Volume 4 Supplement 1
O06 - The Chelsea, asthma and fresh fruit intake in children (CHAFFINCH) trial – pilot study
© Garcia-Larsen et al; licensee BioMed Central Ltd. 2014
Published: 28 February 2014
Observational evidence suggests that intake of fruits, and of dietary antioxidants would be protective against symptoms and severity of asthma in children. Intervention studies with single or combined antioxidant supplements have so far been disappointing. To date, there have been no interventions using fresh fruit on asthmatic children. We plan to carry out a 3 month randomised controlled trial (RCT) in 360 children, to establish whether increasing fruit intake could be useful in the management of childhood asthma.
Objective of the Pilot
To assess recruitment strategy, follow-up, tolerance to respiratory and biomarker tests, and fruit intake compliance (FIC).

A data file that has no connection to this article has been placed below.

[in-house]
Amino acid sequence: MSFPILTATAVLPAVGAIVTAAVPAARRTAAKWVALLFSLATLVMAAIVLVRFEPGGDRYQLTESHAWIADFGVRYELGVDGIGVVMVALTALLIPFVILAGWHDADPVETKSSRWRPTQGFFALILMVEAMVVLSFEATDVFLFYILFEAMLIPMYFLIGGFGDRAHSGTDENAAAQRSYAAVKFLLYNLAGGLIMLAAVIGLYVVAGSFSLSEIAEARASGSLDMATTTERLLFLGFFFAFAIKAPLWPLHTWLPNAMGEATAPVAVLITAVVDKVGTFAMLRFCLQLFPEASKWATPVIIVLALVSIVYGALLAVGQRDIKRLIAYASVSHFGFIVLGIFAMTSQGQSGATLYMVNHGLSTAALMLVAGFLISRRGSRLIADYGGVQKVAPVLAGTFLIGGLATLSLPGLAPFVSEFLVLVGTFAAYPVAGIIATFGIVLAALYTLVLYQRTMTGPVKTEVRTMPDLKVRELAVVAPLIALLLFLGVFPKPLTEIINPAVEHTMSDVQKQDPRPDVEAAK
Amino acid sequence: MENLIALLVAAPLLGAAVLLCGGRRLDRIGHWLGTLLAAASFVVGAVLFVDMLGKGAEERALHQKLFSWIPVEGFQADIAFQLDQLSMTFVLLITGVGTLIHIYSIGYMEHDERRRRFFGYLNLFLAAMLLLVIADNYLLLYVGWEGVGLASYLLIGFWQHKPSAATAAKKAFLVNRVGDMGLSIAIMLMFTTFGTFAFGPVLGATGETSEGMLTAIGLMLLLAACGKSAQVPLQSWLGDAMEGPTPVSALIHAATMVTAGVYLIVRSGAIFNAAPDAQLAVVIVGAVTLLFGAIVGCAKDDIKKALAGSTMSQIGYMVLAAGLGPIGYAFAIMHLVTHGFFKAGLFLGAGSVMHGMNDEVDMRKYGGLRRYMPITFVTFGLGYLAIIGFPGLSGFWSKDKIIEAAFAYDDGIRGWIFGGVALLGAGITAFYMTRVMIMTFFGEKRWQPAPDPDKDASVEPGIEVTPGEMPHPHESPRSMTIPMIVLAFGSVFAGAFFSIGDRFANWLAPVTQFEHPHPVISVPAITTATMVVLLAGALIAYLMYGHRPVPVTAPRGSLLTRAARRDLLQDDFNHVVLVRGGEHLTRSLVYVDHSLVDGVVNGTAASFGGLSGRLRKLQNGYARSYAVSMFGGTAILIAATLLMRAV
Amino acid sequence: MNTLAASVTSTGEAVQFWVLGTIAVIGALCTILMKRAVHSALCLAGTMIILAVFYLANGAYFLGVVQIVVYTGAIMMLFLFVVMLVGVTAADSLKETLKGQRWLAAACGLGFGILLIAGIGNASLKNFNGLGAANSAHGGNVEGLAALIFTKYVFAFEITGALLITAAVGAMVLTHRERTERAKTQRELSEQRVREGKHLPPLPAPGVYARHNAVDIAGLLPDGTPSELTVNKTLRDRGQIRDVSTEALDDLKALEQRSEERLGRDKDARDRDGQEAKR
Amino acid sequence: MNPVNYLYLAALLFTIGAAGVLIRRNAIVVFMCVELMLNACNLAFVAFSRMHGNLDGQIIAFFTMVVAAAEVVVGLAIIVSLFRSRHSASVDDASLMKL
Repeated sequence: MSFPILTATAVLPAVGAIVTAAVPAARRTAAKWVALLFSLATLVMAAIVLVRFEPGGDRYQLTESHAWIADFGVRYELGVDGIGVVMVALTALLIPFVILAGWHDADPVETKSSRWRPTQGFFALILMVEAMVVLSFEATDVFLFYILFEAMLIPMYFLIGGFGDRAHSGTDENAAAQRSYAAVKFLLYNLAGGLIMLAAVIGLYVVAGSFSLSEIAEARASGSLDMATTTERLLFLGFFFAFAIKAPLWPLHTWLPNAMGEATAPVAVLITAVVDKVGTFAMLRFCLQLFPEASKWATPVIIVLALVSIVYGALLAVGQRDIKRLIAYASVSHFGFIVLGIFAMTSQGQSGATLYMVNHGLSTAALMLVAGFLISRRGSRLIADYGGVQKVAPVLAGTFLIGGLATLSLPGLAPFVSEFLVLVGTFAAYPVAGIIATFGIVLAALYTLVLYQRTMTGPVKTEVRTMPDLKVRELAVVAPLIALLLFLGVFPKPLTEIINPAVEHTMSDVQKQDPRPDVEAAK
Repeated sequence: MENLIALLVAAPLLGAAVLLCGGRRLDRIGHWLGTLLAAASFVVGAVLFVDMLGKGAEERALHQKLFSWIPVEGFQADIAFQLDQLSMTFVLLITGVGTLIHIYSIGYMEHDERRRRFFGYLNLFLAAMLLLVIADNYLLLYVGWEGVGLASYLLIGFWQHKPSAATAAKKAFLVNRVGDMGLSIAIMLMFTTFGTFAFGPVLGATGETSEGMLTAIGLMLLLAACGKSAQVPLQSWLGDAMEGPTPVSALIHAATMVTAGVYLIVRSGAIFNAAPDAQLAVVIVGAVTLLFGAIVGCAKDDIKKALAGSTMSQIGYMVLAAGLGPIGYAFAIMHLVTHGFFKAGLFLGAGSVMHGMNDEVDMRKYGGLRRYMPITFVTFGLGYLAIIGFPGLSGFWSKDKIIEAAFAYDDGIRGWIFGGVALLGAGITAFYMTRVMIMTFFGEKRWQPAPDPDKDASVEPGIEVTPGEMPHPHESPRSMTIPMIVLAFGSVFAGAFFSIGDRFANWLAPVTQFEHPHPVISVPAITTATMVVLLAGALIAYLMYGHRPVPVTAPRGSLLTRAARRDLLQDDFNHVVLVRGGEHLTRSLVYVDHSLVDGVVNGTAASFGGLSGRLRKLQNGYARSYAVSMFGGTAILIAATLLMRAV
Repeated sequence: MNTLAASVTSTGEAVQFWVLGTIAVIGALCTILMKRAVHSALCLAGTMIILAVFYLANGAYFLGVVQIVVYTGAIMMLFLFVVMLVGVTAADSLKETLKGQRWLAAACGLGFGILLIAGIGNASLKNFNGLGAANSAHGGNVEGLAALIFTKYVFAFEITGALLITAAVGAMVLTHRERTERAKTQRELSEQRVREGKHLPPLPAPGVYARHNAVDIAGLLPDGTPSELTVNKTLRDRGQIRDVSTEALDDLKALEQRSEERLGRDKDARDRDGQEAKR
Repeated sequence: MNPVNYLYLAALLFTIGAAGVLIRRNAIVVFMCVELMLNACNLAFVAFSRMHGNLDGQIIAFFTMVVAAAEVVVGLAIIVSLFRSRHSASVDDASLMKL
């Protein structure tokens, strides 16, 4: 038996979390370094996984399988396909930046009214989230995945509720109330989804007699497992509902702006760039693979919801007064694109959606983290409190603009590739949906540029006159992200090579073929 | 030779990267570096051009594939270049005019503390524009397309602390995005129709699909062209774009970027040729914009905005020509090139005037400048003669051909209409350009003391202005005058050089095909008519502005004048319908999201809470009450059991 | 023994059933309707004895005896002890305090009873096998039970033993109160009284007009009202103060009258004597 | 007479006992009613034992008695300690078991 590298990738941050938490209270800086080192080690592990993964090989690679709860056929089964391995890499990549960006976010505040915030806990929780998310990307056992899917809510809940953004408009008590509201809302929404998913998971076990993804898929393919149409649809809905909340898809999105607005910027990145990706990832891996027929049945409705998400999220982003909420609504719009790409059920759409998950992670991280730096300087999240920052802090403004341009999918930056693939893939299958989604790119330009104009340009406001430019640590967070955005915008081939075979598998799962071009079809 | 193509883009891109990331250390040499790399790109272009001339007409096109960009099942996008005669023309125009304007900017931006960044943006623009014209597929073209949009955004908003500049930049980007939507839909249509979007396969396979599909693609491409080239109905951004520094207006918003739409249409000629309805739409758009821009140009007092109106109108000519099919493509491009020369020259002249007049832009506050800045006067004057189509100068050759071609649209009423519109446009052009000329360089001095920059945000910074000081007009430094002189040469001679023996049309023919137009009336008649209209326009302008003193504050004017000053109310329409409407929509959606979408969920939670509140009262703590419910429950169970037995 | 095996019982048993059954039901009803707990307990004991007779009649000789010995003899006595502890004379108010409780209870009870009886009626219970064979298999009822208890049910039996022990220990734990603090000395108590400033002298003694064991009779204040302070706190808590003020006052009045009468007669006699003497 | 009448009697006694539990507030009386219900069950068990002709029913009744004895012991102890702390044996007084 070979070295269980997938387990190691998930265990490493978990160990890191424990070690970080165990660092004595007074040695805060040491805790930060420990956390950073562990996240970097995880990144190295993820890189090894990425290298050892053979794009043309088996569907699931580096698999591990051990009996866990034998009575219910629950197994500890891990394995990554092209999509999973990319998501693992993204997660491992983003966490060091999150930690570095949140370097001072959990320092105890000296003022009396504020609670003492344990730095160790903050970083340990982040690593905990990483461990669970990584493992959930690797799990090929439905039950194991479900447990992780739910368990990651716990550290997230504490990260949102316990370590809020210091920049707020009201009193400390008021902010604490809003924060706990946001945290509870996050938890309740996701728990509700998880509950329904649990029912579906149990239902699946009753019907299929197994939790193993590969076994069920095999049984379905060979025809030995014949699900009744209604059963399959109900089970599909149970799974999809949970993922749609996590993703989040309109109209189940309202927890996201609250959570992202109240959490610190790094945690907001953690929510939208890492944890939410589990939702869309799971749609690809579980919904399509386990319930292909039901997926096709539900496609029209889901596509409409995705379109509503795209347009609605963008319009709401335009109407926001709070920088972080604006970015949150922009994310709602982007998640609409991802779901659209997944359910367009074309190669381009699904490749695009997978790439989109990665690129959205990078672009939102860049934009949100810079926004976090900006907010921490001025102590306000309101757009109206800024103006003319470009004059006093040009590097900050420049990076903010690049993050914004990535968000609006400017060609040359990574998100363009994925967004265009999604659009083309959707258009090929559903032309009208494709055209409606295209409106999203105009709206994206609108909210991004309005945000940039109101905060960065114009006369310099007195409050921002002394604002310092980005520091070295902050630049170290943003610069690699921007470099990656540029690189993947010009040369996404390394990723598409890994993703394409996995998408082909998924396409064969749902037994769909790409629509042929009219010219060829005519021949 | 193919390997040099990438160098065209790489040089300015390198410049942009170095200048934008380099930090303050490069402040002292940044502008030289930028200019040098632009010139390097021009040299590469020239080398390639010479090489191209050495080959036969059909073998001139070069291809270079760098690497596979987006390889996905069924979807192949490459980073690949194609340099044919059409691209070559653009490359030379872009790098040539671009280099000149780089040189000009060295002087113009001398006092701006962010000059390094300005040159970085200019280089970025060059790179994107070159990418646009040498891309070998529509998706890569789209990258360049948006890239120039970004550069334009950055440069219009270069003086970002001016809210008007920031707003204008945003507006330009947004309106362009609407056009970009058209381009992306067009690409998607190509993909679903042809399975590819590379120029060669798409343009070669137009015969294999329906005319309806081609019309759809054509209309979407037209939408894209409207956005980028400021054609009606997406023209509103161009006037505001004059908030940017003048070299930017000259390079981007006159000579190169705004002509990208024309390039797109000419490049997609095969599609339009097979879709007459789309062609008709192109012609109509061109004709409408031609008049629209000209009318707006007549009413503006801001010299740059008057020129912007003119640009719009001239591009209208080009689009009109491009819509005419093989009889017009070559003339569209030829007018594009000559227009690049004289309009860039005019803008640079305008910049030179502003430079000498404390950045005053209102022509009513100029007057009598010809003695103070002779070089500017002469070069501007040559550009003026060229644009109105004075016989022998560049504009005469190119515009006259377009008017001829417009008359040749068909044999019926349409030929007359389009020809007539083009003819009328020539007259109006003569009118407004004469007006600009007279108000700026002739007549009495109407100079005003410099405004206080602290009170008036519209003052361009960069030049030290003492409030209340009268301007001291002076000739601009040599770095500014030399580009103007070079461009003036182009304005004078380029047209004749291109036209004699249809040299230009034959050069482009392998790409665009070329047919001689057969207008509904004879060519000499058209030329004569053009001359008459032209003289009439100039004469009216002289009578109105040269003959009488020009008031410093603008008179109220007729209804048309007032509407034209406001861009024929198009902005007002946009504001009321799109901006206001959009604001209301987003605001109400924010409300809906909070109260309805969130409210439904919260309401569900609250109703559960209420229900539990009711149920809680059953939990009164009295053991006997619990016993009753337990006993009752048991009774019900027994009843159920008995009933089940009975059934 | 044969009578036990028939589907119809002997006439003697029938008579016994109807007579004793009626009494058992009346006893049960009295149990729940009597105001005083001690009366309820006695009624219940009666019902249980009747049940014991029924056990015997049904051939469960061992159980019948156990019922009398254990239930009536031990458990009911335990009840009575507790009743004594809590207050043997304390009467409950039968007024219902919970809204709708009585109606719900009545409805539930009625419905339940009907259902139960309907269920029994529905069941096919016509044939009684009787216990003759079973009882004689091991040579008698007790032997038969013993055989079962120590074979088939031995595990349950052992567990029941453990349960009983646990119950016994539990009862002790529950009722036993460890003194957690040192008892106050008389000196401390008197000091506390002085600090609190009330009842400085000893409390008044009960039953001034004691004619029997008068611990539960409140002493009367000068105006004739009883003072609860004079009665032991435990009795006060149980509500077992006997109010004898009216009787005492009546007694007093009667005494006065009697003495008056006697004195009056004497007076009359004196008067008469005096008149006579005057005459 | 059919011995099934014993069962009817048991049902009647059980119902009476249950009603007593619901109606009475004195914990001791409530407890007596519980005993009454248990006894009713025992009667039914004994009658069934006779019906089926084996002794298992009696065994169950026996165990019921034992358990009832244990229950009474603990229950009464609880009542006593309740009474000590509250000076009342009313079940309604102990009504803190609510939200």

32 children aged 6 to 10 years old with mild to severe asthma were recruited and randomly allocated to one of the following fruit groups daily, for a month, in addition to their usual diet: 1) an apple, 2) a banana, 3) an apple and a banana, 4) control. Quality of life, lung function, and inflammation were measured with the Juniper Asthma Quality of Life Questionnaire (JAQoLQ), pre- and post- bronchodilator spirometry, and exhaled nitric oxide (eNO), respectively, at baseline and at follow-up. FIC was measured through a dietary questionnaire (DQ) and sticker charts. Urinary metabolomic analyses (UMA) were carried out to identify specific metabolites of fruit intake.
28 children (88%) completed all the tests at baseline and at follow-up. All children were able to perform satisfactory respiratory and eNO tests. Levels of eNO were 18% lower in groups 2 and 3 after the intervention. DQ and sticker charts were the best FIC methods, with a 96% adherence. UMA showed higher levels of polyphenol antioxidants after ingestion of fruits.
A RCT with fresh fruit is a feasible intervention in small children with various levels of asthma.
UK Clinical Research Governance Trial ID 11874. Funded by the BUPA Foundation.
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